Internment is a frequent occurrence in armed conflicts. Particularly in the aftermath of the litigation surrounding the Guantanamo Bay detention facility and the US’s justification for the displacement of human rights norms, questions about its authority to detain individuals in non-international armed conflicts (“NIACs”) received increased attention. This post will take a closer look at these questions – in particular, the legal basis for detention in NIACs under international humanitarian law (“IHL”) and human rights law (“IHRL”).
In international armed conflicts (“IACs”), the detention regime is sufficiently grounded in the Geneva Conventions. Articles 21 and 4A of the third Geneva Convention confer on states a right to detain prisoners of war, only so long as the circumstances that made internment necessary continue.
In comparison, in NIACs, the IHL basis itself is debatable. For one, the Geneva Conventions do not authorise detention or even prescribe procedures to challenge detention in NIACs. At most, Common Article 3 regulates the treatment of persons deprived of their liberty and Articles 5 and 6 of Additional Protocol II contemplate that internment occurs in an NIAC. This is not to say that contrary views don’t exist. Goodman constructed a case for why IAC rules on detention can be extended by analogy. Goodman reasoned that IHL itself permits States to a fortiori undertake those practices in an NIAC that they can implement in an IAC. However, this argument is not completely reasonable since some NIAC rules are arguably more restrictive, in that they divest ‘fighters’ of privileges that they would otherwise enjoy in IACs – whether it is combatant immunity or rules of targeting.
This question came up before the British High Court in the Serdar Mohammed case. The claimant alleged that his capture and detention by Her Majesty’s armed forces in Afghanistan, from 7 April 2010 till 25 July 2010, was unlawful because it exceeded the authorized period of detention as per the arrangement between Her Majesty’s armed forces and the State of Afghanistan. This amounted to a breach of his right to liberty under Article 5 of the European Convention of Human Rights (“ECHR”). In response, the Secretary of State argued that Article 5 of the ECHR was not the correct legal basis here, since IHL rules on detention in NIACs displace or modify the ECHR. To establish that IHL permits detention in NIACs, the Secretary of State theorized that the implicit power to kill those participating in hostilities in an NIACSs would have to logically encompass the power to detain. However, the Court rejected this argument noting that it was not convinced that the regulation of restrictions of right to life under IHL could be read as an ‘authorization’ to kill. Even if it is, the power to kill does not go further than justifying the capture of a person who may lawfully be killed.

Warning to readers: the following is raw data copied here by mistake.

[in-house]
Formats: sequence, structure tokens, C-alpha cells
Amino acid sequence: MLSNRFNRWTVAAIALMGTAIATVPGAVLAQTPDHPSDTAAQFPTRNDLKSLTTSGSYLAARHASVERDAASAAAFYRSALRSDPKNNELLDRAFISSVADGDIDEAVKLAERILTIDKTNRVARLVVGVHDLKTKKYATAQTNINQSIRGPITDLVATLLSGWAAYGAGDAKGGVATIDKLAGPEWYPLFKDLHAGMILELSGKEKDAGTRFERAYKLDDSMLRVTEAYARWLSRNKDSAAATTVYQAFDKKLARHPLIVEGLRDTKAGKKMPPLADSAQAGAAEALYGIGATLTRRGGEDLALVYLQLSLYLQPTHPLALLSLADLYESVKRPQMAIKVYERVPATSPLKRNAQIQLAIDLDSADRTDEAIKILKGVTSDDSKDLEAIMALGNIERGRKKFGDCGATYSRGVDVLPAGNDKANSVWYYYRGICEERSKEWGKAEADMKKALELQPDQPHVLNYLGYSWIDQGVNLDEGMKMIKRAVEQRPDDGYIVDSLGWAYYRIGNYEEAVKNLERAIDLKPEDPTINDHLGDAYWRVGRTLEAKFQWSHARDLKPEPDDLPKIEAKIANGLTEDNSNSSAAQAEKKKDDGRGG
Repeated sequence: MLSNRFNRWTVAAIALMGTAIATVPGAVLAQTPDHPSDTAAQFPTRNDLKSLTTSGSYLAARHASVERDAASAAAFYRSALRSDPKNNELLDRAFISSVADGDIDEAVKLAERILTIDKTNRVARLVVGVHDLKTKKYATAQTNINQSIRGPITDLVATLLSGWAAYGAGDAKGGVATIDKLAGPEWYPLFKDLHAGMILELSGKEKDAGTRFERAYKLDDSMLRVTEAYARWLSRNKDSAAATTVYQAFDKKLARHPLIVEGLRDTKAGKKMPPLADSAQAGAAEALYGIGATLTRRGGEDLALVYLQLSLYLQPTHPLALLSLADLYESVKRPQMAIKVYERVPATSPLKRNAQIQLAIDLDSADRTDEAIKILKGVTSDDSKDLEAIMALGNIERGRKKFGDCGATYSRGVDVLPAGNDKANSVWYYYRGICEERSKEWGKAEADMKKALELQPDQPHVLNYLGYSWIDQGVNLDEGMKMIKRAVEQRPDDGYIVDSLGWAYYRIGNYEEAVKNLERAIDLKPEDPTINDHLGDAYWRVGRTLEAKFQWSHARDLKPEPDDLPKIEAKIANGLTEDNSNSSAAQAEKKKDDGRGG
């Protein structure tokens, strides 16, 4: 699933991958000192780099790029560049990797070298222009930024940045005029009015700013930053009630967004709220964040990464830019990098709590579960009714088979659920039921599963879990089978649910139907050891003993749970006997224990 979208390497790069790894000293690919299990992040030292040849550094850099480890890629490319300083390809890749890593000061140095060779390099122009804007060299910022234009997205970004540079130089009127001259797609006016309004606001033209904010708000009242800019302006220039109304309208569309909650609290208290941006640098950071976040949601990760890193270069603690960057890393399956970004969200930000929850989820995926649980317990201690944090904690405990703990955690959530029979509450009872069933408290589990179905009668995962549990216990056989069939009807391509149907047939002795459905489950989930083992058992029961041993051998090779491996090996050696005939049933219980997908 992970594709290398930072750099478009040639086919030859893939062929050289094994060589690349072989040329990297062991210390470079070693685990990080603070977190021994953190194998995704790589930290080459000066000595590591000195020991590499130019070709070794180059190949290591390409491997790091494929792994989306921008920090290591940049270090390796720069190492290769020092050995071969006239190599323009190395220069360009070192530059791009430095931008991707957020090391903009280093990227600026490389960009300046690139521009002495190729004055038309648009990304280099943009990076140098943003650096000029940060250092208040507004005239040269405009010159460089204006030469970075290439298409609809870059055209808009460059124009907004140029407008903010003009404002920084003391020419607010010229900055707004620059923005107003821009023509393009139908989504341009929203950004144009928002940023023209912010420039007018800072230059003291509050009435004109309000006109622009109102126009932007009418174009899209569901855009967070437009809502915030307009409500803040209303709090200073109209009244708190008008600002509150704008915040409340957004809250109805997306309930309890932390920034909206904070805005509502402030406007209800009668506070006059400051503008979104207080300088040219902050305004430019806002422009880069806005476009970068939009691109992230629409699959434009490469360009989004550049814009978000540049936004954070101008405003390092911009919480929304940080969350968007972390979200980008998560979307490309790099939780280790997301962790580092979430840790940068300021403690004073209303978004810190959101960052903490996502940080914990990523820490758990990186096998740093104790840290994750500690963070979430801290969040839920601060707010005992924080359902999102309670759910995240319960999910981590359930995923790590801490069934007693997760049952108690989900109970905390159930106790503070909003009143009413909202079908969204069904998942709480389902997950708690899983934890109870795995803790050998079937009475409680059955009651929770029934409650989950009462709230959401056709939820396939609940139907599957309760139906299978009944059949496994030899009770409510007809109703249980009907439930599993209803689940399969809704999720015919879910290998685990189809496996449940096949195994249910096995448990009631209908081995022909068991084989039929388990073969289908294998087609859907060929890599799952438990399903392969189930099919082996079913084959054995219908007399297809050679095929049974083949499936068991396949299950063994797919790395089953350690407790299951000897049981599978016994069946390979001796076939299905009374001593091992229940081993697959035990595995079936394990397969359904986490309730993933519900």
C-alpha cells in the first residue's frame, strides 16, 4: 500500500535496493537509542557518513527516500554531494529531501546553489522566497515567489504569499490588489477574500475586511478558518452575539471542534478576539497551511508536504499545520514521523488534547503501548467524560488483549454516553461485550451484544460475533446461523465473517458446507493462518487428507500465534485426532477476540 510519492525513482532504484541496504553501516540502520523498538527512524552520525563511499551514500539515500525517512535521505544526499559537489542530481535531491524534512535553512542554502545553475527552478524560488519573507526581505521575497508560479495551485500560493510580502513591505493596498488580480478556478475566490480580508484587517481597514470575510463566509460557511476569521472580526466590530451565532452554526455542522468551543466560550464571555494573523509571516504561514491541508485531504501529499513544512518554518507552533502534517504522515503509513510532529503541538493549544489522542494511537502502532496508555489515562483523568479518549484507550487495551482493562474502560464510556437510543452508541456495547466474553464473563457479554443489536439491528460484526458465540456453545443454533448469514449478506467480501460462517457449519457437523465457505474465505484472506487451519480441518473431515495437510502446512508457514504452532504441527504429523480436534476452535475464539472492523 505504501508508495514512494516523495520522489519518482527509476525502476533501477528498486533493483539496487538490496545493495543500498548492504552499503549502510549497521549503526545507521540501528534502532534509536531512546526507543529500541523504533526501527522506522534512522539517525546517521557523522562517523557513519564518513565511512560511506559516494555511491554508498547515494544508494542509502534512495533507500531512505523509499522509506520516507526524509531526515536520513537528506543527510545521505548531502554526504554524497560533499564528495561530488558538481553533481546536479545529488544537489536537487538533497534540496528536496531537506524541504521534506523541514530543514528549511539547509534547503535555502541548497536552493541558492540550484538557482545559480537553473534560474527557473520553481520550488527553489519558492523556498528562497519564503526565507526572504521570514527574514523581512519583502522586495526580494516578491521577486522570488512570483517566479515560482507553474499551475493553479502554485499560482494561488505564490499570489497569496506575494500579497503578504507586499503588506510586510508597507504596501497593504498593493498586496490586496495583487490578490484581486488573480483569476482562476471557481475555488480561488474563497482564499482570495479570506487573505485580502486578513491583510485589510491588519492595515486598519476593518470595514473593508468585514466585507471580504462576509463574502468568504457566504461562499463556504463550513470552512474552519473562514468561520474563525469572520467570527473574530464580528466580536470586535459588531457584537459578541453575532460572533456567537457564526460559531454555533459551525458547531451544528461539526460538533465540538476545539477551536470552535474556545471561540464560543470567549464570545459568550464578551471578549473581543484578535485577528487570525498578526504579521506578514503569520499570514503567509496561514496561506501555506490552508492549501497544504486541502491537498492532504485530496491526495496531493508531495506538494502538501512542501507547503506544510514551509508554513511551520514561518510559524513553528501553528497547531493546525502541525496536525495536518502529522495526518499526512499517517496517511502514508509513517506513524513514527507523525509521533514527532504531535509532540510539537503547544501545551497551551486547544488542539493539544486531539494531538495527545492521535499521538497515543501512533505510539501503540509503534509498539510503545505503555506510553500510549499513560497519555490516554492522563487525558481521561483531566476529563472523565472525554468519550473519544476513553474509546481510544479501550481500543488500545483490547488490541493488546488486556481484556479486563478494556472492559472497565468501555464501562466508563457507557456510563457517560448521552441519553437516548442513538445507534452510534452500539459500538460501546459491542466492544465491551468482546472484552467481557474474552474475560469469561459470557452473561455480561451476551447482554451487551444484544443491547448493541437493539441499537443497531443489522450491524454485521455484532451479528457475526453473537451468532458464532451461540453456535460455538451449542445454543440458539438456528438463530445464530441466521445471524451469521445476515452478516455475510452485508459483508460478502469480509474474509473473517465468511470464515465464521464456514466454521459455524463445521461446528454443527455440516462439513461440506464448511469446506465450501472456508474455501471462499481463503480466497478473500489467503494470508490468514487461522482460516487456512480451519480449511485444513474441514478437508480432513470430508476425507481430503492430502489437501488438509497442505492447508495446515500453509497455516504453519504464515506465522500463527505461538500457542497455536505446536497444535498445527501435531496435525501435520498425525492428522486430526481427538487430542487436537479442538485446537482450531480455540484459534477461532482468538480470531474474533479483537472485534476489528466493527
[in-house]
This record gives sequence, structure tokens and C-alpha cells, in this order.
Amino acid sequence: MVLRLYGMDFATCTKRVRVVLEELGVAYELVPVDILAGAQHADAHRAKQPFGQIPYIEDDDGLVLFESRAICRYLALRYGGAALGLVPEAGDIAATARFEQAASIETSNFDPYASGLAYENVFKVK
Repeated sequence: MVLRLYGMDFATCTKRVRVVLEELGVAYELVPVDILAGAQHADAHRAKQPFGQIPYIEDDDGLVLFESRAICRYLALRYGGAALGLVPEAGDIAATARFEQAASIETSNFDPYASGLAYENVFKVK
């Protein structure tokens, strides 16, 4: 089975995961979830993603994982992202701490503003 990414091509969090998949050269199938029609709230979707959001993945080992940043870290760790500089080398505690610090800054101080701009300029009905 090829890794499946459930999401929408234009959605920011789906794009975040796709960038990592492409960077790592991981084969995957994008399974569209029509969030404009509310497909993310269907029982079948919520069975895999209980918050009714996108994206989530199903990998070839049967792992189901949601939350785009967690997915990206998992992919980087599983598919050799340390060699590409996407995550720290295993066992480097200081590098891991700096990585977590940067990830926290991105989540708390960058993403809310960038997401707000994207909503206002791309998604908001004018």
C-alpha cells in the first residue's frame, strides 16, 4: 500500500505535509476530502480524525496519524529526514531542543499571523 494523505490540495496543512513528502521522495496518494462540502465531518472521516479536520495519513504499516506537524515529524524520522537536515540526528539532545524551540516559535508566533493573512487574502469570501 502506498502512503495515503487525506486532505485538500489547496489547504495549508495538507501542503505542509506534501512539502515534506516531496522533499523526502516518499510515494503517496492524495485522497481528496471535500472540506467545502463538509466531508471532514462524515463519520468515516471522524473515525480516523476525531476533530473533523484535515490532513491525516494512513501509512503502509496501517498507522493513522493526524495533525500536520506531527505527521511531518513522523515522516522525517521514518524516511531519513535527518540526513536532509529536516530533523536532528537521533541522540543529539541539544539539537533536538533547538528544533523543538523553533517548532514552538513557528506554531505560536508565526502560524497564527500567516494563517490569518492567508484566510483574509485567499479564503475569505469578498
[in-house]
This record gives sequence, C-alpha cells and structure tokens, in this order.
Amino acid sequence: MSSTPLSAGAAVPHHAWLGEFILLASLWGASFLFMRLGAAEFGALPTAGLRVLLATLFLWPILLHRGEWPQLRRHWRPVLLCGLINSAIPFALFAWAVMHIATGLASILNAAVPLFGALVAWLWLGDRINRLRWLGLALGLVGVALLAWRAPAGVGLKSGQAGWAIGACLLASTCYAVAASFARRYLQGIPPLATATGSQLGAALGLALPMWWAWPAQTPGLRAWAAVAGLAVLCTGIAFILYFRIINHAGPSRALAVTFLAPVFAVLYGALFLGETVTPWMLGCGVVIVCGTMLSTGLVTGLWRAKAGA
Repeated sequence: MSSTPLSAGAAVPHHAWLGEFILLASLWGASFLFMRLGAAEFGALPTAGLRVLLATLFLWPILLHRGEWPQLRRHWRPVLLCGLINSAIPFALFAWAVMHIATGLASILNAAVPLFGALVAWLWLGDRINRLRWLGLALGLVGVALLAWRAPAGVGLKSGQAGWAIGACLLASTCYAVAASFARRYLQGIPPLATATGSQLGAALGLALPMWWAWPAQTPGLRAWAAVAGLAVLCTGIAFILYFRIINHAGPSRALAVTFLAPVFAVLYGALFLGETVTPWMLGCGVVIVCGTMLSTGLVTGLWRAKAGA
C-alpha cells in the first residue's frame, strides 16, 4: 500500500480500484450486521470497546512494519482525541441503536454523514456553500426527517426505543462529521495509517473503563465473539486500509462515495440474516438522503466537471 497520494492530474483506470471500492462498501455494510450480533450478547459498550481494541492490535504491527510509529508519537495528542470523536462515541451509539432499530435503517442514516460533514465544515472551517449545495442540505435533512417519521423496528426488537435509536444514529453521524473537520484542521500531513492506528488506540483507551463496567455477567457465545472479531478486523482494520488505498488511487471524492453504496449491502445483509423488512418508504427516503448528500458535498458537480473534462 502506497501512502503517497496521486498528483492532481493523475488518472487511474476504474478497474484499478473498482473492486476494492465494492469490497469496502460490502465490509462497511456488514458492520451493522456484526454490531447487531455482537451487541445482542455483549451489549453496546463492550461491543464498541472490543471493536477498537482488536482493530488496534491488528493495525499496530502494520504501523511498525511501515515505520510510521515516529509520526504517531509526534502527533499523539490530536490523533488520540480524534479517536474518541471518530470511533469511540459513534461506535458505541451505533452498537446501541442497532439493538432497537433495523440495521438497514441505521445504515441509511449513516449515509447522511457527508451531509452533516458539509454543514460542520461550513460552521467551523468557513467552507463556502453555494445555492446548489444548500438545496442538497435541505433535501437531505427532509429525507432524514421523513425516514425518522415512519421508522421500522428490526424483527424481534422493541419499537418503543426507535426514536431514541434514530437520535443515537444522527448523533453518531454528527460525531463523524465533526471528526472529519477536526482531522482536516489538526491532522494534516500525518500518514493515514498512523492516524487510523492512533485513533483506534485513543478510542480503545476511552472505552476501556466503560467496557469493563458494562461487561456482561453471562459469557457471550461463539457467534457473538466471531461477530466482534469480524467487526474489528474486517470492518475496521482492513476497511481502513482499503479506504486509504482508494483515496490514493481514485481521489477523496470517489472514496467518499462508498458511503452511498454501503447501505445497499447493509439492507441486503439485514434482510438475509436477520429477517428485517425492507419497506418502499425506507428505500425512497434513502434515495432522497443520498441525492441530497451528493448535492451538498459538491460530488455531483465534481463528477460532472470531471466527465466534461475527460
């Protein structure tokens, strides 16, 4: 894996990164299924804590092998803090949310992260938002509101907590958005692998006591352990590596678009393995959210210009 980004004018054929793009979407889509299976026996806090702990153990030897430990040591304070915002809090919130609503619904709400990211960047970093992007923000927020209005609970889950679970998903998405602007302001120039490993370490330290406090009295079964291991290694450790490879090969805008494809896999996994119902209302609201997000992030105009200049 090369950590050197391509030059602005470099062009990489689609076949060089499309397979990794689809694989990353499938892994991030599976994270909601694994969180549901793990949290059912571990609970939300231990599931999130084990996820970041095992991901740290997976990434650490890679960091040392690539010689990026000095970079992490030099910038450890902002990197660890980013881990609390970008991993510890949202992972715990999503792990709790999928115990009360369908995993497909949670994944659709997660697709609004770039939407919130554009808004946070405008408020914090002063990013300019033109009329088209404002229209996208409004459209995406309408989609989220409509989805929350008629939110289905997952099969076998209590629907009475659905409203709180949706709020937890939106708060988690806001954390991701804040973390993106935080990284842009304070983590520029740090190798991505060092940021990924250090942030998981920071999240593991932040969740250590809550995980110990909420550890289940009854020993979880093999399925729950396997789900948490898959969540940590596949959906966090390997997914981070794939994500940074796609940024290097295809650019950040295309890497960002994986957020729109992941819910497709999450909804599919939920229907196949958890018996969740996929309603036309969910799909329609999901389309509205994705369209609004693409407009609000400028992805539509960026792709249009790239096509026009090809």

The Secretary of State also suggested that the norms of IACs under the Geneva Conventions and Additional Protocols could be transposed to NIACs by analogy. However, the Court was not sympathetic to this proposition either. Mainly because the drafting history of the Geneva Conventions reflected a clear intent not to authorise detention in Common Article 3. The drafters feared that such a power would enable insurgents to claim that they would also be entitled to detain captured members of the government’s army by operation of the principle of equality of belligerency.
Upon appeal, the British Supreme Court employed alternative reasoning to authorize detention. Instead of IHL, the Court grounded its ruling in IHRL. The Court essentially followed the Hassan case, where the applicant’s brother was detained in Iraq by British forces for over 6 months in 2003. The applicant’s primary contention was that the Geneva Conventions, in so far as they applied to the NIAC in Iraq at the time, did not permit the British forces to act in violation of Article 5(1) of the ECHR. There the European Court of Human Rights (“ECtHR”) found that Article 5(1) of the ECHR, which permits detention on six permitted grounds, can also invoked to authorize detention during international armed conflicts. The only caveat the Court added was for such detention to not be unduly broad, opaque or discretionary. The Court in Serdar Mohammad went one step further, to extend Article 5(1) to NIACs.
Fortunately, in so doing, the British Supreme Court did not displace IHL completely (an erstwhile view that met with much censure). It chose instead to marry IHRL with IHL. Nonetheless, the decision must still be viewed with caution. For one, it offers little justification for why State parties should not invoke the ECHR’s derogation clause under Article 15.
Moreover, the Court in Serdar Mohammed did not engage with the past jurisprudence of the ECtHR on detention in NIACs where the only condition on which detention was allowed was if there was a clearly worded Security Council resolution to support such detention. Even if the requirement of a resolution is seen as dispensable, it is callous to ignore the requirement of explicitness – either in the IHRL/IHL treaty or in State support (in case the position attains customary status).
With treaty language such as that in the ICCPR (illustratively, Article 9 only proscribes arbitrary arrest or detention), it is easier to cull out an IHRL basis for detention. However, this task is far more onerous when it comes to the ECHR – which does not contain harmonizing language per se. Till such time as explicit authorization is missing, States should strive to comply with the rule of derogation. To ensure effective compliance, international courts should also work towards setting a baseline below which rights cannot be derogated from, thereby protecting the integrity of the IHRL/IHL treaty and identifying the minimum rights that States are bound to afford to those within their jurisdiction.